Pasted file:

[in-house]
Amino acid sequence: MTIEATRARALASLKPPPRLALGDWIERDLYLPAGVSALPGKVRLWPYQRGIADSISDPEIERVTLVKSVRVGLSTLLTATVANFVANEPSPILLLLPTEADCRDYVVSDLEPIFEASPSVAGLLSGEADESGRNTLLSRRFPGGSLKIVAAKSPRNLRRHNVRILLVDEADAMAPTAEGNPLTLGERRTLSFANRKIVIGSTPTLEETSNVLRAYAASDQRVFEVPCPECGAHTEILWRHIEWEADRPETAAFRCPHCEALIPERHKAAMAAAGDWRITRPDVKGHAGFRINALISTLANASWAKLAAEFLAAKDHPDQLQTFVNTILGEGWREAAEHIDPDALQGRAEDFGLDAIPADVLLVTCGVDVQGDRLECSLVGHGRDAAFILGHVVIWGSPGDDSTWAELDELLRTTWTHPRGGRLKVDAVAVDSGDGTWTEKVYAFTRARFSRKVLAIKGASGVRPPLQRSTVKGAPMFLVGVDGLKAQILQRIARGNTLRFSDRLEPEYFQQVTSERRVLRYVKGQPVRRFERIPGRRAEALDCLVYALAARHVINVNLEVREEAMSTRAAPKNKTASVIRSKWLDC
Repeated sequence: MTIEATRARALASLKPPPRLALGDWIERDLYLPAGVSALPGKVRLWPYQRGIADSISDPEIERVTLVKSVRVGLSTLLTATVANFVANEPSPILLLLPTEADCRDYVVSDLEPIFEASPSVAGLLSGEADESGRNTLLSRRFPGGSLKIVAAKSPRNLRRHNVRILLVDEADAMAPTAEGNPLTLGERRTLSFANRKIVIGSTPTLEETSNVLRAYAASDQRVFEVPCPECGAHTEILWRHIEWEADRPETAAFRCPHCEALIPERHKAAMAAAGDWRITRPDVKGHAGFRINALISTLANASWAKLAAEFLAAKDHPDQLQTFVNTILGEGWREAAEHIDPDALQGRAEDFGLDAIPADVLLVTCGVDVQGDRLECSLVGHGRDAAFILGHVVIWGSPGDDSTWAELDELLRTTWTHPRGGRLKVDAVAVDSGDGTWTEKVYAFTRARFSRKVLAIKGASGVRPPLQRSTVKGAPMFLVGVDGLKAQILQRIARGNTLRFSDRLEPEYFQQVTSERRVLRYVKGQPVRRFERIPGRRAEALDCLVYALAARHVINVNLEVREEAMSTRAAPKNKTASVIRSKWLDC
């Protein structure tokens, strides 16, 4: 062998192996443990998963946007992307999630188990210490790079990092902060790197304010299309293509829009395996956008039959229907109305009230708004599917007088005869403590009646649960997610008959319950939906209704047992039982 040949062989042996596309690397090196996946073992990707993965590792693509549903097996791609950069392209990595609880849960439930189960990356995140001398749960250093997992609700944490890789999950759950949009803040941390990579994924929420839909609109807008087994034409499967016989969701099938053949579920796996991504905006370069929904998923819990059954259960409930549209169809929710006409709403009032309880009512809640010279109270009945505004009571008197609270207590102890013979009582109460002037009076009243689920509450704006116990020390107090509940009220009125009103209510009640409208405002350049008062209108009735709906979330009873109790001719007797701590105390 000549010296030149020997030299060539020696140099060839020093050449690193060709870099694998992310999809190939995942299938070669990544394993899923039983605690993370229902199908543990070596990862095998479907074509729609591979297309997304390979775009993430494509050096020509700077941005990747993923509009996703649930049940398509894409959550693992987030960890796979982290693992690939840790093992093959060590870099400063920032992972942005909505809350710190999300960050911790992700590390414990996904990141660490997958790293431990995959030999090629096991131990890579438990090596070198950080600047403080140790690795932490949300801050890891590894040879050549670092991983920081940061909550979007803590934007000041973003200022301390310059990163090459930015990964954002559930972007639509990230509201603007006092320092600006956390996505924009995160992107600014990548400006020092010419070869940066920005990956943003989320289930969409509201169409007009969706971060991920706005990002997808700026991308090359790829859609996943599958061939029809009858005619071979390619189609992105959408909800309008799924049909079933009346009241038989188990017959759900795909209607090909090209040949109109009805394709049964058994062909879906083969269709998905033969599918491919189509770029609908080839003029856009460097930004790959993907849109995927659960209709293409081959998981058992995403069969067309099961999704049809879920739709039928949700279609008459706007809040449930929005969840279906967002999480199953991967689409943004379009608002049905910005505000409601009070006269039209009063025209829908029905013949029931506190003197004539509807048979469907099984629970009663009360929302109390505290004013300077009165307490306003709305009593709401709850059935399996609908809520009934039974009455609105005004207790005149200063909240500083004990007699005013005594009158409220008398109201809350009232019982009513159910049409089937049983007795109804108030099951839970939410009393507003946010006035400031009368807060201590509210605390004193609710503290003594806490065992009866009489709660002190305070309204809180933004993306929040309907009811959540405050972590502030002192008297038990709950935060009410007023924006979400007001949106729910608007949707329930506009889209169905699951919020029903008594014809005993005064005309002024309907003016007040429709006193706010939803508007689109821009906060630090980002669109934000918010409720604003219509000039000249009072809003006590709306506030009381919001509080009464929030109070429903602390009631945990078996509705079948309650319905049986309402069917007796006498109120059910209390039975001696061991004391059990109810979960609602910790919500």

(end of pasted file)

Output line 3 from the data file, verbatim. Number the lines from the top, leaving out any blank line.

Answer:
Repeated sequence: MTIEATRARALASLKPPPRLALGDWIERDLYLPAGVSALPGKVRLWPYQRGIADSISDPEIERVTLVKSVRVGLSTLLTATVANFVANEPSPILLLLPTEADCRDYVVSDLEPIFEASPSVAGLLSGEADESGRNTLLSRRFPGGSLKIVAAKSPRNLRRHNVRILLVDEADAMAPTAEGNPLTLGERRTLSFANRKIVIGSTPTLEETSNVLRAYAASDQRVFEVPCPECGAHTEILWRHIEWEADRPETAAFRCPHCEALIPERHKAAMAAAGDWRITRPDVKGHAGFRINALISTLANASWAKLAAEFLAAKDHPDQLQTFVNTILGEGWREAAEHIDPDALQGRAEDFGLDAIPADVLLVTCGVDVQGDRLECSLVGHGRDAAFILGHVVIWGSPGDDSTWAELDELLRTTWTHPRGGRLKVDAVAVDSGDGTWTEKVYAFTRARFSRKVLAIKGASGVRPPLQRSTVKGAPMFLVGVDGLKAQILQRIARGNTLRFSDRLEPEYFQQVTSERRVLRYVKGQPVRRFERIPGRRAEALDCLVYALAARHVINVNLEVREEAMSTRAAPKNKTASVIRSKWLDC